I hate to be the one to break it to you if you’re unaware, but Debbie’s Kitchen is closing effective Saturday, April 11th. I’m hesitant to use the word “permanently” because these current days have caused many, myself included, to question what forever really means. Perhaps, like so many other things from our pre-Covid-19 world, there will eventually be a resurrection of this Albany landmark, maybe in a different location or format.
My history as a patron of Debbie’s Kitchen dates back to the Lark Street days. While sandwiches are not necessarily my passion, the creative and delicious things she could create from bread, meat, cheese, vegetables and fruit, made me a fan, even when Debbie herself frightened me.
Yes, Debbie Klauber, the First Lady of Lunch, scared me.
I’m not 100% certain why that was, but it must have had something to do with my being young (weren’t we all?) and new to Albany. Debbie’s original location was one of those places that you step down to get into and the space was tight, particularly during the early afternoon. The menu was exotic and making a decision always took me a little too long, I think, and Debbie had a bit of a gruffness to her that I found intimidating. Not full on Soup Nazi-ish, but still kind of forbidding to me at the time.
But, those sandwiches kept me coming back. Sometimes it was the turkey with cranberry mayo, sliced apple and smoked Swiss on wheat, my traditional favorite. Other times it was the roast beef with Russian, red onion, tomato and dill havarti that called my name. And, maybe once a year, I’m powerless to deny my craving for the comfort food sandwich of my childhood in its finest grown up manifestation – liverwurst with hot mustard, red onion and sliced egg. On rye, of course.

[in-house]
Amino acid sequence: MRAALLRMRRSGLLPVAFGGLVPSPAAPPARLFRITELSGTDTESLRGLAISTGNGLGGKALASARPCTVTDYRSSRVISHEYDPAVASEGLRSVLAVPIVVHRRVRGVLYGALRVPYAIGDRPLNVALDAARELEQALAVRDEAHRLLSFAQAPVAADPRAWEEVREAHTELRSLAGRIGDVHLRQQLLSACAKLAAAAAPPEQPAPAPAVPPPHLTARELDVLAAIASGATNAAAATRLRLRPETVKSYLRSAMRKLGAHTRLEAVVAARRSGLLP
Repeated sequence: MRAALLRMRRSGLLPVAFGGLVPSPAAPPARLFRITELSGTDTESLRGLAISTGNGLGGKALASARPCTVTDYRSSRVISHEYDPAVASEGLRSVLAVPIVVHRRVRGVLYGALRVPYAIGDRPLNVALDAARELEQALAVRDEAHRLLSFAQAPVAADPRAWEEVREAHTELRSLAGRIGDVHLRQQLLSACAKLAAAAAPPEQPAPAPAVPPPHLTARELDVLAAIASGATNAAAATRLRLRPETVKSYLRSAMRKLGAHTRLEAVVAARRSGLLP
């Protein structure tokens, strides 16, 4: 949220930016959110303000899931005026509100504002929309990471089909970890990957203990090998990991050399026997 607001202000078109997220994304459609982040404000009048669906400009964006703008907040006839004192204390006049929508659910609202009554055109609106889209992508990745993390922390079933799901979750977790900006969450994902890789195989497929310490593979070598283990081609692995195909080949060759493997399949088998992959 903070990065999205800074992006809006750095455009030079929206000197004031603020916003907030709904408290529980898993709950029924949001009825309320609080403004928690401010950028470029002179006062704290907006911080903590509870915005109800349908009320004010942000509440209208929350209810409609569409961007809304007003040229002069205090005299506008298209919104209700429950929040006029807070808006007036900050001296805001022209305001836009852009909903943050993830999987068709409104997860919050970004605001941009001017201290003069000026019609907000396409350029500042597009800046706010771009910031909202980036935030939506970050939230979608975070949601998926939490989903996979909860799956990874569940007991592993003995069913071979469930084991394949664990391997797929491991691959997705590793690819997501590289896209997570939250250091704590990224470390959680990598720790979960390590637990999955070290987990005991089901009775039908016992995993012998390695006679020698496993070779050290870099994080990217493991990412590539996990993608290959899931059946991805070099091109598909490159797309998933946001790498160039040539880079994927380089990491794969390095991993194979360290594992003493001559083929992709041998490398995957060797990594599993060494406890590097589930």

As time passed, I came to know Debbie and learned that her limited tolerance for nonsense masked an enormously generous heart. Her spirit of adventure and belly laugh are, to me, as nourishing to the soul as her edible concoctions are to my belly. I’ll miss knowing that Debbie and a fantastic meal are just a few minutes away, but I am certain that she and her food will be a part of our local post-pandemic scene, even if just at future catered events and holidays.
You’ve got two more days to get yourself there for a “for now” last bite. Maybe grab yourself a quiche or hearty pot pie for the freezer. As for me, I’ll continue trying to pace my consumption of the carrot cake I picked up the other day. Sorry, but I’m not sharing.